Whistleblowing in the boardroom – Part 3

A need for change in attitudes towards whistleblowers

Despite improvements in some areas of the whistleblower framework, there are, unfortunately, still significant shortfalls in the organisational treatment of whistleblowers. A recent study titled Whistling While They Work 2 by Griffith University surveyed 17,778 individuals who were reporters, managers, executives and governance professionals. It revealed that whistleblowers are still treated badly by their management or colleagues (principally management) in 42.1 per cent of cases according to reporters and 34.1 per cent according to managers and governance professionals who dealt with cases.

What is concerning is that these results compared to the results of the survey’s predecessor, Whistling While They Work, “public sector whistleblowers were mistreated in almost exactly the same proportions”.

A key deterrent of whistleblowing has been how actions will be received by co-workers and managers after reporting the illegal activity. Disappointingly, according to the research, whistleblowers experienced negative repercussions in an average 81.6 per cent of cases, according to reporters (and 66.3 per cent according to managers and governance professionals who dealt with cases), including 56 per cent according to reporters and 34 per cent according to managers who experienced harassment and/or direct adverse employment impacts.

We believe more needs to be done in this space. Creating a culture where people are afraid to speak up inevitably leads to scandal. We see all too often that when employees feel a lack of trust in the reporting procedures, this leads to a culture of underreporting. It is this company mindset that allows for the decades of malpractice that we eventually see come out of the woodwork just as we are seeing with the Royal Commission into Misconduct in the Banking, Superannuation and Financial Services Industry. Companies need to be comfortable that there will be mistakes that happen in the business and look to take the opportunity to learn from them and implement changes, so it doesn’t happen again.

Building a safer environment for whistleblowers

There are several steps that can be taken to build the trust necessary for employees to feel safe enough to have the confidence that they can report without feeling persecuted.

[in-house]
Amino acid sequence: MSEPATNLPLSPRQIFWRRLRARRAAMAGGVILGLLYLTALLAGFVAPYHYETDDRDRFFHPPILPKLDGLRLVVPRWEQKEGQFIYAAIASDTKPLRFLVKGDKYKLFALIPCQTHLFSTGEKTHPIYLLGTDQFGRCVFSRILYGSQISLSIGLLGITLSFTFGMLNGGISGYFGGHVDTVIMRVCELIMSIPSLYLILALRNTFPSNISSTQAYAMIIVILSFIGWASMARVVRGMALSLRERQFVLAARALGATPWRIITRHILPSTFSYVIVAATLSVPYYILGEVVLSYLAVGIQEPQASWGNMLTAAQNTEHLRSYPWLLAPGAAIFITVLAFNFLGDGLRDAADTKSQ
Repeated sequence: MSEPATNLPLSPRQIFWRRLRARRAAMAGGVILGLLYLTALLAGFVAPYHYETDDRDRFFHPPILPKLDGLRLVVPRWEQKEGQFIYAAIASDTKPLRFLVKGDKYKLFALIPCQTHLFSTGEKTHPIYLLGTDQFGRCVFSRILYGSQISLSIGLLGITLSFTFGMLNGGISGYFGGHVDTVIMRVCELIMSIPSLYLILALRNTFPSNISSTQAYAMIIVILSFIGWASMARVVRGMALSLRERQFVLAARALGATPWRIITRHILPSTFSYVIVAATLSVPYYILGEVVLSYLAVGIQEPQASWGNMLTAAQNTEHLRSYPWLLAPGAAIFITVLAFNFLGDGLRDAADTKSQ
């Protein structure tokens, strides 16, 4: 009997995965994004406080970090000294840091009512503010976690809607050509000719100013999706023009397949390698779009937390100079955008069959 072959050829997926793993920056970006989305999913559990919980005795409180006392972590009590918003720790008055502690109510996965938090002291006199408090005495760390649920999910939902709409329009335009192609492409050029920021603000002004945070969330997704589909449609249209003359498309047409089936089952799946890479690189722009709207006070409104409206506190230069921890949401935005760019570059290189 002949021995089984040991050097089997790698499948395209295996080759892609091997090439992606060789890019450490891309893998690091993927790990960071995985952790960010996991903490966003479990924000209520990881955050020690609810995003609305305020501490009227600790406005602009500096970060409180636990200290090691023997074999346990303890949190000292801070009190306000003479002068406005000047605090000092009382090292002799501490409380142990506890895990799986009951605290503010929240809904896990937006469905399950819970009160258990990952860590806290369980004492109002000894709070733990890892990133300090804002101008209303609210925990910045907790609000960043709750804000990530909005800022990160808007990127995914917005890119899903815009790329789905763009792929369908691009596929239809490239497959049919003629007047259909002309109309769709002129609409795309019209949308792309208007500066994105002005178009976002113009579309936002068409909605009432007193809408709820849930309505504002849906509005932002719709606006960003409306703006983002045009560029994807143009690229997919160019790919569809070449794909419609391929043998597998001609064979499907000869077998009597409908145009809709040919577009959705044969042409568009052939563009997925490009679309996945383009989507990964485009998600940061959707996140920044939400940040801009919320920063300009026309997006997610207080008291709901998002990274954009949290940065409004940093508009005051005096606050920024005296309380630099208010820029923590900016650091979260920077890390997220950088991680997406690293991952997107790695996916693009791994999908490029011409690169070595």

Organisations that are developing an effective reporting framework, must first establish a supportive culture around employees reporting any suspicions of unlawful behaviour. The first step any business must take is to establish a clear set of policies and procedures for employees to undertake when they feel they need to report an incident. The use of signage and banners to promote the policies and procedures regarding whistleblowing is a great way to educate staff about the availability of the service as well as to encourage the reporting of any suspicious behaviour. In large organisations, PKF has also seen intranet advertising, regular communication from senior management and delivered by those leaders via email, at toolbox sessions, on induction days, etc.

Which type of companies require a whistleblower hotline?

At PKF Integrity, we have implemented hotlines and dealt with whistleblowers across a range of industries. Integrity is an issue for all companies, so any business would be wise to implement a hotline. It is common for businesses to think that it wouldn’t happen in their business, but the reality is that fraud is happening to them and it can happen anywhere. The risk of not having a hotline is too high, both financially and culturally.

Such a solution seems simple in theory and yet companies are still grappling with the whistleblower and how to handle them effectively. One hopes improvement continues to occur because it is the best opportunity companies have in uncovering wrongdoing.

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